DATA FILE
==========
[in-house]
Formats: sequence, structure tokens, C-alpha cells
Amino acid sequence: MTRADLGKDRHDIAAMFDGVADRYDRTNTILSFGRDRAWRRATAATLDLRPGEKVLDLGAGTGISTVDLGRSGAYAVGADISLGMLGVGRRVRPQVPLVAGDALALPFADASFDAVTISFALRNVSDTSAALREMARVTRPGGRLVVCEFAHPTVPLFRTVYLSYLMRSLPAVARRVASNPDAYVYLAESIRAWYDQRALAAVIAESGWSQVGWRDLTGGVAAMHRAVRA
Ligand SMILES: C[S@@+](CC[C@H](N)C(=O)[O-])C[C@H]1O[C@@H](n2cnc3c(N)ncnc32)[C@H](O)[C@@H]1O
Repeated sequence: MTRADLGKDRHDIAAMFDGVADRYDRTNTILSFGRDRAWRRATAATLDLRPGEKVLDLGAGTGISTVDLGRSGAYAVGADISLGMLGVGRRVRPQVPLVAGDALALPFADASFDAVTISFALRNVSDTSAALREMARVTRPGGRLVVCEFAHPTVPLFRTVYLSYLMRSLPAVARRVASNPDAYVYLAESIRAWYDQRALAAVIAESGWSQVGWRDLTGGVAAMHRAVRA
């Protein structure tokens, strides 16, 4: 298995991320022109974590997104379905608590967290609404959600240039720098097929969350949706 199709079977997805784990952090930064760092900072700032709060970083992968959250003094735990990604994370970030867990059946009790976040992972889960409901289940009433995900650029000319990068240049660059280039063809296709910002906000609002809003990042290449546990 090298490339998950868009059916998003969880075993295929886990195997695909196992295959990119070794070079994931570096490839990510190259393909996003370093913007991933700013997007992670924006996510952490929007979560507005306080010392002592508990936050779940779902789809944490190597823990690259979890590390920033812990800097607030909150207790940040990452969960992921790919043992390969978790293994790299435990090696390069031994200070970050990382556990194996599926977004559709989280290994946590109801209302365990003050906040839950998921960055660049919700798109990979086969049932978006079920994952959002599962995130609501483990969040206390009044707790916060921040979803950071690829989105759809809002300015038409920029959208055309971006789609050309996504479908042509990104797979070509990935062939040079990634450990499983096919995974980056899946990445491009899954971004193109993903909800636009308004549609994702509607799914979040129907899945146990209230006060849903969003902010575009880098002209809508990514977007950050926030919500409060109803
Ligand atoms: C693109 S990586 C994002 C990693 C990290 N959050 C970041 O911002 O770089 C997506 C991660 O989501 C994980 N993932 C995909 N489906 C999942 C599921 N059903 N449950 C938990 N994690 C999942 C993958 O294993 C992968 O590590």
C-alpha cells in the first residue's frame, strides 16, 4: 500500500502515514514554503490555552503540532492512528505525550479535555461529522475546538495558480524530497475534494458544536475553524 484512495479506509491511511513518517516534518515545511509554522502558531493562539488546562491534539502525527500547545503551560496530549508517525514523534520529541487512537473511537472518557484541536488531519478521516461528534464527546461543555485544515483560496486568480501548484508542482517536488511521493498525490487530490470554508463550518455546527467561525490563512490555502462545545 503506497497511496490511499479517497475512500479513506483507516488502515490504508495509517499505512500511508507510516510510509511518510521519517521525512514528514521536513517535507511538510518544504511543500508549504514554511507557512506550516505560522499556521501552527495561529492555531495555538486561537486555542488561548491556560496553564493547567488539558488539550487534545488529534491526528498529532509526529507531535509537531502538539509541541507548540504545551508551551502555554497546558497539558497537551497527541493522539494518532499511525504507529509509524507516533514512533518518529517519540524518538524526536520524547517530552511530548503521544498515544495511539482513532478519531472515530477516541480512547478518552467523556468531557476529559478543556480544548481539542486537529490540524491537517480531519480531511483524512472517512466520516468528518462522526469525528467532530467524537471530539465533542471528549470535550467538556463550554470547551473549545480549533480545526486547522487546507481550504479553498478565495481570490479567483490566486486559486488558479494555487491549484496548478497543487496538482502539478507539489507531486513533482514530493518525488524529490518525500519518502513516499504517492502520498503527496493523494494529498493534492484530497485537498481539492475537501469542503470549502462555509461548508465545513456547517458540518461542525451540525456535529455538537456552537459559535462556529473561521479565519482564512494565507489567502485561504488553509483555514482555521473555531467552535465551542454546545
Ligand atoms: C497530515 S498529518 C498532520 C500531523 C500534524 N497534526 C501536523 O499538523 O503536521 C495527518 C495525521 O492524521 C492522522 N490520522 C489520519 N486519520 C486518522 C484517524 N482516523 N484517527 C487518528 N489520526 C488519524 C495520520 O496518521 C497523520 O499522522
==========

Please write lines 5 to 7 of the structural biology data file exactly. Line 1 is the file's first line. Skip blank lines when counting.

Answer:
Repeated sequence: MTRADLGKDRHDIAAMFDGVADRYDRTNTILSFGRDRAWRRATAATLDLRPGEKVLDLGAGTGISTVDLGRSGAYAVGADISLGMLGVGRRVRPQVPLVAGDALALPFADASFDAVTISFALRNVSDTSAALREMARVTRPGGRLVVCEFAHPTVPLFRTVYLSYLMRSLPAVARRVASNPDAYVYLAESIRAWYDQRALAAVIAESGWSQVGWRDLTGGVAAMHRAVRA
């Protein structure tokens, strides 16, 4: 298995991320022109974590997104379905608590967290609404959600240039720098097929969350949706 199709079977997805784990952090930064760092900072700032709060970083992968959250003094735990990604994370970030867990059946009790976040992972889960409901289940009433995900650029000319990068240049660059280039063809296709910002906000609002809003990042290449546990 090298490339998950868009059916998003969880075993295929886990195997695909196992295959990119070794070079994931570096490839990510190259393909996003370093913007991933700013997007992670924006996510952490929007979560507005306080010392002592508990936050779940779902789809944490190597823990690259979890590390920033812990800097607030909150207790940040990452969960992921790919043992390969978790293994790299435990090696390069031994200070970050990382556990194996599926977004559709989280290994946590109801209302365990003050906040839950998921960055660049919700798109990979086969049932978006079920994952959002599962995130609501483990969040206390009044707790916060921040979803950071690829989105759809809002300015038409920029959208055309971006789609050309996504479908042509990104797979070509990935062939040079990634450990499983096919995974980056899946990445491009899954971004193109993903909800636009308004549609994702509607799914979040129907899945146990209230006060849903969003902010575009880098002209809508990514977007950050926030919500409060109803
Ligand atoms: C693109 S990586 C994002 C990693 C990290 N959050 C970041 O911002 O770089 C997506 C991660 O989501 C994980 N993932 C995909 N489906 C999942 C599921 N059903 N449950 C938990 N994690 C999942 C993958 O294993 C992968 O590590």